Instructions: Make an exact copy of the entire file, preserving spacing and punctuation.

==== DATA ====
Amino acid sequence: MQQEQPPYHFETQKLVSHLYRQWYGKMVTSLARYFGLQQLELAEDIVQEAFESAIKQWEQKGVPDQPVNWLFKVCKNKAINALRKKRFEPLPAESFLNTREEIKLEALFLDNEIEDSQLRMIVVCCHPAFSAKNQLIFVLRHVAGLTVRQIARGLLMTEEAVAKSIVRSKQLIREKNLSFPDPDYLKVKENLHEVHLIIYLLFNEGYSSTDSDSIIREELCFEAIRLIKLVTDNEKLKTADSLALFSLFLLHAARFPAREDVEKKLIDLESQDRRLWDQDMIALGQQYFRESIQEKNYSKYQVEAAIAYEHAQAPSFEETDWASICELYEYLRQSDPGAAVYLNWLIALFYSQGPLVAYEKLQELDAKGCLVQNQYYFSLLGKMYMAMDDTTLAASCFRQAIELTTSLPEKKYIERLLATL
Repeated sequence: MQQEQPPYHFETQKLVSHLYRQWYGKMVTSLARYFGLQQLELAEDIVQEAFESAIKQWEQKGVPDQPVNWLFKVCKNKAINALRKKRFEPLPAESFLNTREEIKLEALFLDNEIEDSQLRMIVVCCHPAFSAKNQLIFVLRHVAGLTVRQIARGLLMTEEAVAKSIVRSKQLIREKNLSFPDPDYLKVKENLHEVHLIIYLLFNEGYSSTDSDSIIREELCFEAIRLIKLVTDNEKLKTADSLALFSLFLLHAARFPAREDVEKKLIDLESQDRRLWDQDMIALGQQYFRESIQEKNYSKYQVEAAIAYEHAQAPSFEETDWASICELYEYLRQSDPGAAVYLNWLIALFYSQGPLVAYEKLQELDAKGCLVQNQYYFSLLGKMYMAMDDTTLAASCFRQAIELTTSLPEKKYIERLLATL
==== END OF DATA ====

Amino acid sequence: MQQEQPPYHFETQKLVSHLYRQWYGKMVTSLARYFGLQQLELAEDIVQEAFESAIKQWEQKGVPDQPVNWLFKVCKNKAINALRKKRFEPLPAESFLNTREEIKLEALFLDNEIEDSQLRMIVVCCHPAFSAKNQLIFVLRHVAGLTVRQIARGLLMTEEAVAKSIVRSKQLIREKNLSFPDPDYLKVKENLHEVHLIIYLLFNEGYSSTDSDSIIREELCFEAIRLIKLVTDNEKLKTADSLALFSLFLLHAARFPAREDVEKKLIDLESQDRRLWDQDMIALGQQYFRESIQEKNYSKYQVEAAIAYEHAQAPSFEETDWASICELYEYLRQSDPGAAVYLNWLIALFYSQGPLVAYEKLQELDAKGCLVQNQYYFSLLGKMYMAMDDTTLAASCFRQAIELTTSLPEKKYIERLLATL
Repeated sequence: MQQEQPPYHFETQKLVSHLYRQWYGKMVTSLARYFGLQQLELAEDIVQEAFESAIKQWEQKGVPDQPVNWLFKVCKNKAINALRKKRFEPLPAESFLNTREEIKLEALFLDNEIEDSQLRMIVVCCHPAFSAKNQLIFVLRHVAGLTVRQIARGLLMTEEAVAKSIVRSKQLIREKNLSFPDPDYLKVKENLHEVHLIIYLLFNEGYSSTDSDSIIREELCFEAIRLIKLVTDNEKLKTADSLALFSLFLLHAARFPAREDVEKKLIDLESQDRRLWDQDMIALGQQYFRESIQEKNYSKYQVEAAIAYEHAQAPSFEETDWASICELYEYLRQSDPGAAVYLNWLIALFYSQGPLVAYEKLQELDAKGCLVQNQYYFSLLGKMYMAMDDTTLAASCFRQAIELTTSLPEKKYIERLLATL